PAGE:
Revealing a brain network endophenotype in families with idiopathic generalised epilepsy.
Public Library of Science (PLoS)
Copyright: © 2014 Chowdhury et al. This is an open-access article distributed under the terms of the Creative Commons Attribution License, which permits unrestricted use, distribution, and reproduction in any medium, provided the original author and source are credited.
Idiopathic generalised epilepsy (IGE) has a genetic basis. The mechanism of seizure expression is not fully known, but is assumed to involve large-scale brain networks. We hypothesised that abnormal brain network properties would be detected using EEG in patients with IGE, and would be manifest as a familial endophenotype in their unaffected first-degree relatives. We studied 117 participants: 35 patients with IGE, 42 unaffected first-degree relatives, and 40 normal controls, using scalp EEG. Graph theory was used to describe brain network topology in five frequency bands for each subject. Frequency bands were chosen based on a published Spectral Factor Analysis study which demonstrated these bands to be optimally robust and independent. Groups were compared, using Bonferroni correction to account for nonindependent measures and multiple groups. Degree distribution variance was greater in patients and relatives than controls in the 6-9 Hz band (p = 0.0005, p = 0.0009 respectively). Mean degree was greater in patients than healthy controls in the 6-9 Hz band (p = 0.0064). Clustering coefficient was higher in patients and relatives than controls in the 6-9 Hz band (p = 0.0025, p = 0.0013). Characteristic path length did not differ between groups. No differences were found between patients and unaffected relatives. These findings suggest brain network topology differs between patients with IGE and normal controls, and that some of these network measures show similar deviations in patients and in unaffected relatives who do not have epilepsy. This suggests brain network topology may be an inherited endophenotype of IGE, present in unaffected relatives who do not have epilepsy, as well as in affected patients. We propose that abnormal brain network topology may be an endophenotype of IGE, though not in itself sufficient to cause epilepsy.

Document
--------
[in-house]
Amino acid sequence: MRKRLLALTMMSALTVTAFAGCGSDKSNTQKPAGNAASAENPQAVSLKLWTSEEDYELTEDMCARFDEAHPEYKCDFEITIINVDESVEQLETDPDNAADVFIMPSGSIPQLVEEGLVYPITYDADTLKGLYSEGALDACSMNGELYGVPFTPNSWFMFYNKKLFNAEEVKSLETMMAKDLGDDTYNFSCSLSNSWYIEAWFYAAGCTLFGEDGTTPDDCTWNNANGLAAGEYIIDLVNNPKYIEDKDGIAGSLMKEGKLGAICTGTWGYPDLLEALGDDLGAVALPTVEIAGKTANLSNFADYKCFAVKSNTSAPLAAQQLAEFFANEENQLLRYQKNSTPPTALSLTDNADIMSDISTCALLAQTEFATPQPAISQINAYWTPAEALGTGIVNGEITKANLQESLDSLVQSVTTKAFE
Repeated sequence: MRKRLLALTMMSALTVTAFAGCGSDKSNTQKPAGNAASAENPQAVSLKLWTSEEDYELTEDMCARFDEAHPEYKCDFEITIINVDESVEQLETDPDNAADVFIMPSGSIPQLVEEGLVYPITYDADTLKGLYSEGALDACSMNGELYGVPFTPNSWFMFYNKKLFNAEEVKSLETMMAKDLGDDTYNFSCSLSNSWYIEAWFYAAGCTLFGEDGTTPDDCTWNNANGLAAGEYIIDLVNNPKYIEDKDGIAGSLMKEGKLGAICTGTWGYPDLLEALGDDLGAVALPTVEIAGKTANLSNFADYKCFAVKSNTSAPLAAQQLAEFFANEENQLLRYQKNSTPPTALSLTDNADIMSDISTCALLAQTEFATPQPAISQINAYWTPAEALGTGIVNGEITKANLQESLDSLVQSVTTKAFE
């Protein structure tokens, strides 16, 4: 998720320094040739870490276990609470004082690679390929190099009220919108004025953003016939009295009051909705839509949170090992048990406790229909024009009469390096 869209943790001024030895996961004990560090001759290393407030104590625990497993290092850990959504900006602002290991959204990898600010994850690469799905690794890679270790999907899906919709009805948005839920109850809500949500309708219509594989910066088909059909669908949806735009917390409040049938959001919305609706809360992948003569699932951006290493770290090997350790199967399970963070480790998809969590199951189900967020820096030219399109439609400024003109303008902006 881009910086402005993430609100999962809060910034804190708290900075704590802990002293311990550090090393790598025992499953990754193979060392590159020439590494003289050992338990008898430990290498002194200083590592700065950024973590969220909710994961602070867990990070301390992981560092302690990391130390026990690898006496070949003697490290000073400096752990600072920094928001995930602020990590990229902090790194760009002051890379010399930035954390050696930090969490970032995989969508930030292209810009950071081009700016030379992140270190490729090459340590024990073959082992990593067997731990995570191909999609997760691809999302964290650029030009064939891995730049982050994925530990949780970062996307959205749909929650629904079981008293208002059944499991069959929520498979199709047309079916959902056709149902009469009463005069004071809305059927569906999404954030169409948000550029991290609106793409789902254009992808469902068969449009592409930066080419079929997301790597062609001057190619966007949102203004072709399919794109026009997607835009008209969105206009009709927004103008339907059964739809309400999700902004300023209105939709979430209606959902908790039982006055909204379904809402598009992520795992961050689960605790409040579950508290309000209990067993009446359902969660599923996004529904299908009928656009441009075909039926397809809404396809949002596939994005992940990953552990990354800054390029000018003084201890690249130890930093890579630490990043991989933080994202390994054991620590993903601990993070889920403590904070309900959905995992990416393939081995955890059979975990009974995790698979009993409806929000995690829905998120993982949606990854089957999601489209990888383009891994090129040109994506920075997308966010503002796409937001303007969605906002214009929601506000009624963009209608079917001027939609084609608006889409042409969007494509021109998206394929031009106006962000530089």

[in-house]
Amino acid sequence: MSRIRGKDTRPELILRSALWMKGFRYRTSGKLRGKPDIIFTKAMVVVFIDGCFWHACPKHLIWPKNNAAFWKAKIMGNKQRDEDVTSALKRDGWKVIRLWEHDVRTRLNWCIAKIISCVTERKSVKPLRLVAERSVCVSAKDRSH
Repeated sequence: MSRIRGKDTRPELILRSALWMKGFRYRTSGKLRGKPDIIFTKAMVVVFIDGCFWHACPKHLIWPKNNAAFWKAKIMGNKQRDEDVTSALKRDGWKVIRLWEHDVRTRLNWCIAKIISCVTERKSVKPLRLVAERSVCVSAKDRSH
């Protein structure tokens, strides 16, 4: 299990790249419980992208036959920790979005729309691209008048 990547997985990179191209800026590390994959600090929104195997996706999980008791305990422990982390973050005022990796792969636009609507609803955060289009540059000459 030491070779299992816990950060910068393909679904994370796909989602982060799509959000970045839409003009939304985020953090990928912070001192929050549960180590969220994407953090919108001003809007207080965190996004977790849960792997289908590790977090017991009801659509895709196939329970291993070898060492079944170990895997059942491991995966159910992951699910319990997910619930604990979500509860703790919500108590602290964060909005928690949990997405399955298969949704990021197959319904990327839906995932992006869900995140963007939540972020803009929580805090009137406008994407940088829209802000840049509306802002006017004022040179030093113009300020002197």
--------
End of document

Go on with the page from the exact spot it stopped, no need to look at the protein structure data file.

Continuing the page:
FAC was funded by a Clinical Research Training Fellowship from the Medical Research Council UK (G0701310, www.mrc.ac.uk). MPR was supported in part by the National Institute for Health Research Biomedical Research Centre at the South London and Maudsley NHS Foundation Trust (http://www.nihr.ac.uk/infrastructure/Pages/infrastructure_biomedical_research_centres.aspx). MPR and JRT are supported by a Medical Research Council UK Programme Grant (MR/K013998/1, www.mrc.ac.uk). The funders had no role in study design, data collection and analysis, decision to publish, or preparation of the manuscript.
This is the final version of the article. Available from the publisher via the DOI in this record.
Vol. 9, e110136
PubMed Central ID
Place of publication